Big Basin Redwoods State Park
Latest NewsWelcome back! Big Basin Redwoods State Park is open through a limited access day-use reservation system. Learn more below.
Big Basin Redwoods State Park is open for limited day-use access through a reservation parking system. Reservations are required.
The day-use-only reservation system provides public access to a limited area of the fire-damaged park. Visitors are able to explore the Redwood Loop, Dool Trail and some access roads near the historic park core. Due to ongoing safety concerns following the devastating CZU Fire in August 2020, the majority of Big Basin remains closed to the public.
Substantial progress has been made toward restoring access to portions of Big Basin Redwoods State Park. Reservations are necessary to:
- Ensure visitor safety in the limited areas where public access is available.
- Protect the fire-damaged forest as it slowly recovers from the devastating fire.
- Provide a safe, high-quality visitor experience in which overcrowding of parking lots and trails will not deter visitors from having the ability to seek out recreational experiences that allow for a connection to the natural environment.
The limited public access to Big Basin coincided with the reopening of Highway 236, the main thoroughfare through the park.
Big Basin Redwoods State Park is the oldest state park in California. It was acquired in 1902. Prior to the fire, the park had miles of trails — which served hikers, bikers and equestrians, linking Big Basin to Castle Rock State Park and the eastern reaches of the Santa Cruz range — and hundreds of campsites.
On August 16, 2020, the CZU Lightning Complex Fire ignited. Two days later, the flames engulfed Big Basin Redwoods State Park, burning over 97 percent of the park and destroying nearly every structure, including the Park Headquarters, campgrounds and housing for park employees. Approximately 18,000 acres burned inside the park boundary.
Big Basin Redwoods State Park is located on Highway 236 north of the town of Boulder Creek. The park can be accessed from either direction of 236. Vehicle traffic is permitted on the highway through the park, but reservations are required to park within Big Basin.
Things to doHiking Trails
The park has about 18 miles of fire roads and trails available to explore at this time, including the Redwood Loop Trail and Dool Trail.
NOTE: Backcountry trails, including the Skyline to the Sea Trail, remain closed due to fire damage.Environmental Learning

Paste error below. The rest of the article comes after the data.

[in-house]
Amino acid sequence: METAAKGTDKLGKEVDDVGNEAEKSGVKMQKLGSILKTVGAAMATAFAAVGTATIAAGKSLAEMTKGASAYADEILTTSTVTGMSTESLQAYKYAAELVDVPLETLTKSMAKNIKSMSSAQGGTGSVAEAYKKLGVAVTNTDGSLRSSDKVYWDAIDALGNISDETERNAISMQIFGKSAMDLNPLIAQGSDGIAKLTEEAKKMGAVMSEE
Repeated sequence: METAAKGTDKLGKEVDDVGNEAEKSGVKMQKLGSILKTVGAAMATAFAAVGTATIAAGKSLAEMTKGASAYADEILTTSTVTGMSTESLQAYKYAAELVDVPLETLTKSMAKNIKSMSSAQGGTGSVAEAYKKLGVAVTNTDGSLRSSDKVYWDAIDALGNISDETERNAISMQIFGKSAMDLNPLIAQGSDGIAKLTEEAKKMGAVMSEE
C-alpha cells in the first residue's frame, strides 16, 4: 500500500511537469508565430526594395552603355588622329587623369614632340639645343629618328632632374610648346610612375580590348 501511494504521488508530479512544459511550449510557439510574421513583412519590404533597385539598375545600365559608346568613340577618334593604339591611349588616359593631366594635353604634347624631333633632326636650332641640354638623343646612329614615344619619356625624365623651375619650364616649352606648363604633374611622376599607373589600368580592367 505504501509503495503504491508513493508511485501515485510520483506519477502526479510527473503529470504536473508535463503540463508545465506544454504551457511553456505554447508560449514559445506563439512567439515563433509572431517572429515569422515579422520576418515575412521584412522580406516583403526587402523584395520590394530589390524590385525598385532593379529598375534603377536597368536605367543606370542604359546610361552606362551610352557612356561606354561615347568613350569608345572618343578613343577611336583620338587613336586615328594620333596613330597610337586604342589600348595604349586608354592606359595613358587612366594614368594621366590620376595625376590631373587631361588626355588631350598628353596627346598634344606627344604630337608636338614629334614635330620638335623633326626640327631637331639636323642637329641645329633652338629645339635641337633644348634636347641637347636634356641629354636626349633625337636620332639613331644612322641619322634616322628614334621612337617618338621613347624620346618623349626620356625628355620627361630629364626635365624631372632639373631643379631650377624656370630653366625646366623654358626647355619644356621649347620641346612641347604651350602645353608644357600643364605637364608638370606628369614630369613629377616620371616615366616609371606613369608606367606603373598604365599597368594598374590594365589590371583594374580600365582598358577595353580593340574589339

Guided walks may be offered at the park. Park visitors should check at the temporary visitor center for availability.Mountain Biking
Bikes are allowed on some fire roads in the park.
An interim Visitor Center is open. The CZU Fire destroyed all facilities at Big Basin Redwoods State Park, including the historic Visitor Center and Park Store.
Fees and Passes
Reservations for day-use parking must be made at least one day in advance. Day-use parking is $8 (a $6 day-use parking fee with a $2 reservation fee) and stays local to support the park. State Parks day-use passes and other park entry programs will be honored but a reservation fee of $2 will be charged. A total of 84 parking spots, four disabled spots and two bus spots are offered daily. Pre-registration is required and can be made up to 60 days in advance. Reservations need to be made by 6 a.m. on the day of the visit. No day-of, drive-up entry will be available. Check availability.
Reservations also are available by phone. Leave a message at (831) 338-8867.
Friends of Santa Cruz State Parks, through its unique position as co-management partner with State Parks, is operating the Big Basin Day-Use Reservation System. All fees support the park.
Parking reservations will not be required to enter the park via bicycle, or to drive through on Highway 236 without stopping.
- Visitor Center
- Accessibility: There are ADA-compliant chemical toilets and parking spots.
- Bathrooms: Chemical toilets and handwash stations will be available. Amenities are extremely limited at Big Basin Redwoods State Park. There is no access to potable water, no cell phone service, no concessions and no electricity.
The lands known today as Big Basin Redwoods State Park were originally the homelands of the Quiroste and Cotoni tribes, ancestral relatives of today’s Amah Mutsun Tribal Band and the Muwekma Ohlone Tribe. By 1800, the Spanish removal of Quiroste and Cotoni people from these beautiful forests into the neighboring missions was effectively complete. This created a sense of “open wilderness” for some incoming settlers to admire and, eventually, strive to conserve.